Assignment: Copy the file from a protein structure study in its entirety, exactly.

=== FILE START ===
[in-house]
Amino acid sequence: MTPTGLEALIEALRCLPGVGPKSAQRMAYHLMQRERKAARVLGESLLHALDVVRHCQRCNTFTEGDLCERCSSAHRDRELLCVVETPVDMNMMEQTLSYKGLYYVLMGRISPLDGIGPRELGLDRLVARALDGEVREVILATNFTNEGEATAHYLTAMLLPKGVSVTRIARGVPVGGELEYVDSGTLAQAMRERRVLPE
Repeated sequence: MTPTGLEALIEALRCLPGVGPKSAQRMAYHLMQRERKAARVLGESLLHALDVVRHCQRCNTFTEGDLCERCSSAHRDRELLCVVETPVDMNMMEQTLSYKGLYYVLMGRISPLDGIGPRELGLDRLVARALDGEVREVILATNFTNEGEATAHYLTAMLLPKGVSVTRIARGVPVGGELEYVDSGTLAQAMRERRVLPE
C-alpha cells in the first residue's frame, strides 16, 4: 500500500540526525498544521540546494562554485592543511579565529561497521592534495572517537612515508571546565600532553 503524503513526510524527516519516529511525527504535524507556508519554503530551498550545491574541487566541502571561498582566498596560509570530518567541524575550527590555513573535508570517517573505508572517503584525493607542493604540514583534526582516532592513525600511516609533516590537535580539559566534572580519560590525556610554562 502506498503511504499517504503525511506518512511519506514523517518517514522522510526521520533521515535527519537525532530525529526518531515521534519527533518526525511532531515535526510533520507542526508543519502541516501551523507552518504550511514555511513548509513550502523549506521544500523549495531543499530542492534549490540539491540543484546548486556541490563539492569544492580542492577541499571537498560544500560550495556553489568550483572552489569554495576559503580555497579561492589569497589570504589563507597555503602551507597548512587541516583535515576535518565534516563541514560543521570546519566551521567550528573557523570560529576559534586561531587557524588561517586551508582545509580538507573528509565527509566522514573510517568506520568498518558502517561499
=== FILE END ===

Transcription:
[in-house]
Amino acid sequence: MTPTGLEALIEALRCLPGVGPKSAQRMAYHLMQRERKAARVLGESLLHALDVVRHCQRCNTFTEGDLCERCSSAHRDRELLCVVETPVDMNMMEQTLSYKGLYYVLMGRISPLDGIGPRELGLDRLVARALDGEVREVILATNFTNEGEATAHYLTAMLLPKGVSVTRIARGVPVGGELEYVDSGTLAQAMRERRVLPE
Repeated sequence: MTPTGLEALIEALRCLPGVGPKSAQRMAYHLMQRERKAARVLGESLLHALDVVRHCQRCNTFTEGDLCERCSSAHRDRELLCVVETPVDMNMMEQTLSYKGLYYVLMGRISPLDGIGPRELGLDRLVARALDGEVREVILATNFTNEGEATAHYLTAMLLPKGVSVTRIARGVPVGGELEYVDSGTLAQAMRERRVLPE
C-alpha cells in the first residue's frame, strides 16, 4: 500500500540526525498544521540546494562554485592543511579565529561497521592534495572517537612515508571546565600532553 503524503513526510524527516519516529511525527504535524507556508519554503530551498550545491574541487566541502571561498582566498596560509570530518567541524575550527590555513573535508570517517573505508572517503584525493607542493604540514583534526582516532592513525600511516609533516590537535580539559566534572580519560590525556610554562 502506498503511504499517504503525511506518512511519506514523517518517514522522510526521520533521515535527519537525532530525529526518531515521534519527533518526525511532531515535526510533520507542526508543519502541516501551523507552518504550511514555511513548509513550502523549506521544500523549495531543499530542492534549490540539491540543484546548486556541490563539492569544492580542492577541499571537498560544500560550495556553489568550483572552489569554495576559503580555497579561492589569497589570504589563507597555503602551507597548512587541516583535515576535518565534516563541514560543521570546519566551521567550528573557523570560529576559534586561531587557524588561517586551508582545509580538507573528509565527509566522514573510517568506520568498518558502517561499